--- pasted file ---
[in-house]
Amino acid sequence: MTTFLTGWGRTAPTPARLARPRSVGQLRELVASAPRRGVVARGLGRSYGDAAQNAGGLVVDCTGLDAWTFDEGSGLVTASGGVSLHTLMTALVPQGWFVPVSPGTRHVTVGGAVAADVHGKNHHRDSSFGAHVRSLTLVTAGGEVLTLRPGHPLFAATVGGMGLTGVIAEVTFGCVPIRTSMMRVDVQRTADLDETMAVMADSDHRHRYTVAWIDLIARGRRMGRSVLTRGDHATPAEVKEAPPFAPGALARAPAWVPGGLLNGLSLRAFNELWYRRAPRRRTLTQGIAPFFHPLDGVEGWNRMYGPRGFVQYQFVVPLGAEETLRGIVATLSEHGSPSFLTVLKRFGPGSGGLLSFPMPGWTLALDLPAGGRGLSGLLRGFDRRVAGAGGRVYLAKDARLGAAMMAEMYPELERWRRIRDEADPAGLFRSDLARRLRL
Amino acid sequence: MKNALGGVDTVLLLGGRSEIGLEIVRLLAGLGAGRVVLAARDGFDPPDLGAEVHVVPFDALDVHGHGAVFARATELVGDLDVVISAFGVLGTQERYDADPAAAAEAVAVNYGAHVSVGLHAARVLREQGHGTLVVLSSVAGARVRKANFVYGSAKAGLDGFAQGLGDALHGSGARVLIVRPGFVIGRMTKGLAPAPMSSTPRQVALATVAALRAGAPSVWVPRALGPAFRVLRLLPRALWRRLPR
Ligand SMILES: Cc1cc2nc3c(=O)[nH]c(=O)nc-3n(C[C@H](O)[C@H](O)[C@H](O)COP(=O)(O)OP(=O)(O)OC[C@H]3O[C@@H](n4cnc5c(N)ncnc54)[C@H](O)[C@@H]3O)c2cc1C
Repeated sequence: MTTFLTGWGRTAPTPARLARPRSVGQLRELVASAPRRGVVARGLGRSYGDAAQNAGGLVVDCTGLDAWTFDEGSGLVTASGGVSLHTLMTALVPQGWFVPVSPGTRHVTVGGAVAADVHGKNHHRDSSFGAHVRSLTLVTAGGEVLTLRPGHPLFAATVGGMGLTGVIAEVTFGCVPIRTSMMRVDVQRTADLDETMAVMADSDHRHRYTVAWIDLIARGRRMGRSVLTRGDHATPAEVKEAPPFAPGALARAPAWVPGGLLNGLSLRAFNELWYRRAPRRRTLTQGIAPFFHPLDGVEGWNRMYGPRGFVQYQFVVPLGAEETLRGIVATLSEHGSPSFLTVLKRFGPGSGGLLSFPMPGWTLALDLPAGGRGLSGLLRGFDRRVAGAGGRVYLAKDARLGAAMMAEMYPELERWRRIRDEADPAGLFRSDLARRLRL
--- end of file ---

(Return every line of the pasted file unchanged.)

[in-house]
Amino acid sequence: MTTFLTGWGRTAPTPARLARPRSVGQLRELVASAPRRGVVARGLGRSYGDAAQNAGGLVVDCTGLDAWTFDEGSGLVTASGGVSLHTLMTALVPQGWFVPVSPGTRHVTVGGAVAADVHGKNHHRDSSFGAHVRSLTLVTAGGEVLTLRPGHPLFAATVGGMGLTGVIAEVTFGCVPIRTSMMRVDVQRTADLDETMAVMADSDHRHRYTVAWIDLIARGRRMGRSVLTRGDHATPAEVKEAPPFAPGALARAPAWVPGGLLNGLSLRAFNELWYRRAPRRRTLTQGIAPFFHPLDGVEGWNRMYGPRGFVQYQFVVPLGAEETLRGIVATLSEHGSPSFLTVLKRFGPGSGGLLSFPMPGWTLALDLPAGGRGLSGLLRGFDRRVAGAGGRVYLAKDARLGAAMMAEMYPELERWRRIRDEADPAGLFRSDLARRLRL
Amino acid sequence: MKNALGGVDTVLLLGGRSEIGLEIVRLLAGLGAGRVVLAARDGFDPPDLGAEVHVVPFDALDVHGHGAVFARATELVGDLDVVISAFGVLGTQERYDADPAAAAEAVAVNYGAHVSVGLHAARVLREQGHGTLVVLSSVAGARVRKANFVYGSAKAGLDGFAQGLGDALHGSGARVLIVRPGFVIGRMTKGLAPAPMSSTPRQVALATVAALRAGAPSVWVPRALGPAFRVLRLLPRALWRRLPR
Ligand SMILES: Cc1cc2nc3c(=O)[nH]c(=O)nc-3n(C[C@H](O)[C@H](O)[C@H](O)COP(=O)(O)OP(=O)(O)OC[C@H]3O[C@@H](n4cnc5c(N)ncnc54)[C@H](O)[C@@H]3O)c2cc1C
Repeated sequence: MTTFLTGWGRTAPTPARLARPRSVGQLRELVASAPRRGVVARGLGRSYGDAAQNAGGLVVDCTGLDAWTFDEGSGLVTASGGVSLHTLMTALVPQGWFVPVSPGTRHVTVGGAVAADVHGKNHHRDSSFGAHVRSLTLVTAGGEVLTLRPGHPLFAATVGGMGLTGVIAEVTFGCVPIRTSMMRVDVQRTADLDETMAVMADSDHRHRYTVAWIDLIARGRRMGRSVLTRGDHATPAEVKEAPPFAPGALARAPAWVPGGLLNGLSLRAFNELWYRRAPRRRTLTQGIAPFFHPLDGVEGWNRMYGPRGFVQYQFVVPLGAEETLRGIVATLSEHGSPSFLTVLKRFGPGSGGLLSFPMPGWTLALDLPAGGRGLSGLLRGFDRRVAGAGGRVYLAKDARLGAAMMAEMYPELERWRRIRDEADPAGLFRSDLARRLRL